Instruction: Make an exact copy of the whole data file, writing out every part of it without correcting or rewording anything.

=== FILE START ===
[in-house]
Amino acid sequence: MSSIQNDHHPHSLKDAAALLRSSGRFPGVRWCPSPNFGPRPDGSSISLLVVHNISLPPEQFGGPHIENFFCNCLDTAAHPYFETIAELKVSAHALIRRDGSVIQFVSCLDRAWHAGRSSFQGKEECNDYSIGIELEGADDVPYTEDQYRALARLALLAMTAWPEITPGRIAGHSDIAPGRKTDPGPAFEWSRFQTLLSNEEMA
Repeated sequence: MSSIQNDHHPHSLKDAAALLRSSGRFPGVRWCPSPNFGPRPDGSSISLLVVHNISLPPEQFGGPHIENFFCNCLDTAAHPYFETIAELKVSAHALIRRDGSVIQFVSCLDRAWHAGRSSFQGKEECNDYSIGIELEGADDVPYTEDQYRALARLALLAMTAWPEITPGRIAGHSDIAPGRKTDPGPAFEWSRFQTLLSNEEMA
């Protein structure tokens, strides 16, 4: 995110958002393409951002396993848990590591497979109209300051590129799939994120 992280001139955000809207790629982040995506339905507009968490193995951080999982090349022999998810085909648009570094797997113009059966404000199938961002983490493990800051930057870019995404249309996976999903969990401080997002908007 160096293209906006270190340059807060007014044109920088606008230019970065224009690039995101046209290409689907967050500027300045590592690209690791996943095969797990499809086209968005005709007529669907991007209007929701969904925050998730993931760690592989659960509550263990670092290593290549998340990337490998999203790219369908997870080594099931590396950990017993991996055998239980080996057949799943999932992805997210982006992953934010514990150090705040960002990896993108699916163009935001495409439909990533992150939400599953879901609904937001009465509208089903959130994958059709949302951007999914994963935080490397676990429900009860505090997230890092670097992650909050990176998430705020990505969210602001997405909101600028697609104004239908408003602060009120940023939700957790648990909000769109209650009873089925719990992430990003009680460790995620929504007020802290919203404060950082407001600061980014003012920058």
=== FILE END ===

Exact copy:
[in-house]
Amino acid sequence: MSSIQNDHHPHSLKDAAALLRSSGRFPGVRWCPSPNFGPRPDGSSISLLVVHNISLPPEQFGGPHIENFFCNCLDTAAHPYFETIAELKVSAHALIRRDGSVIQFVSCLDRAWHAGRSSFQGKEECNDYSIGIELEGADDVPYTEDQYRALARLALLAMTAWPEITPGRIAGHSDIAPGRKTDPGPAFEWSRFQTLLSNEEMA
Repeated sequence: MSSIQNDHHPHSLKDAAALLRSSGRFPGVRWCPSPNFGPRPDGSSISLLVVHNISLPPEQFGGPHIENFFCNCLDTAAHPYFETIAELKVSAHALIRRDGSVIQFVSCLDRAWHAGRSSFQGKEECNDYSIGIELEGADDVPYTEDQYRALARLALLAMTAWPEITPGRIAGHSDIAPGRKTDPGPAFEWSRFQTLLSNEEMA
């Protein structure tokens, strides 16, 4: 995110958002393409951002396993848990590591497979109209300051590129799939994120 992280001139955000809207790629982040995506339905507009968490193995951080999982090349022999998810085909648009570094797997113009059966404000199938961002983490493990800051930057870019995404249309996976999903969990401080997002908007 160096293209906006270190340059807060007014044109920088606008230019970065224009690039995101046209290409689907967050500027300045590592690209690791996943095969797990499809086209968005005709007529669907991007209007929701969904925050998730993931760690592989659960509550263990670092290593290549998340990337490998999203790219369908997870080594099931590396950990017993991996055998239980080996057949799943999932992805997210982006992953934010514990150090705040960002990896993108699916163009935001495409439909990533992150939400599953879901609904937001009465509208089903959130994958059709949302951007999914994963935080490397676990429900009860505090997230890092670097992650909050990176998430705020990505969210602001997405909101600028697609104004239908408003602060009120940023939700957790648990909000769109209650009873089925719990992430990003009680460790995620929504007020802290919203404060950082407001600061980014003012920058």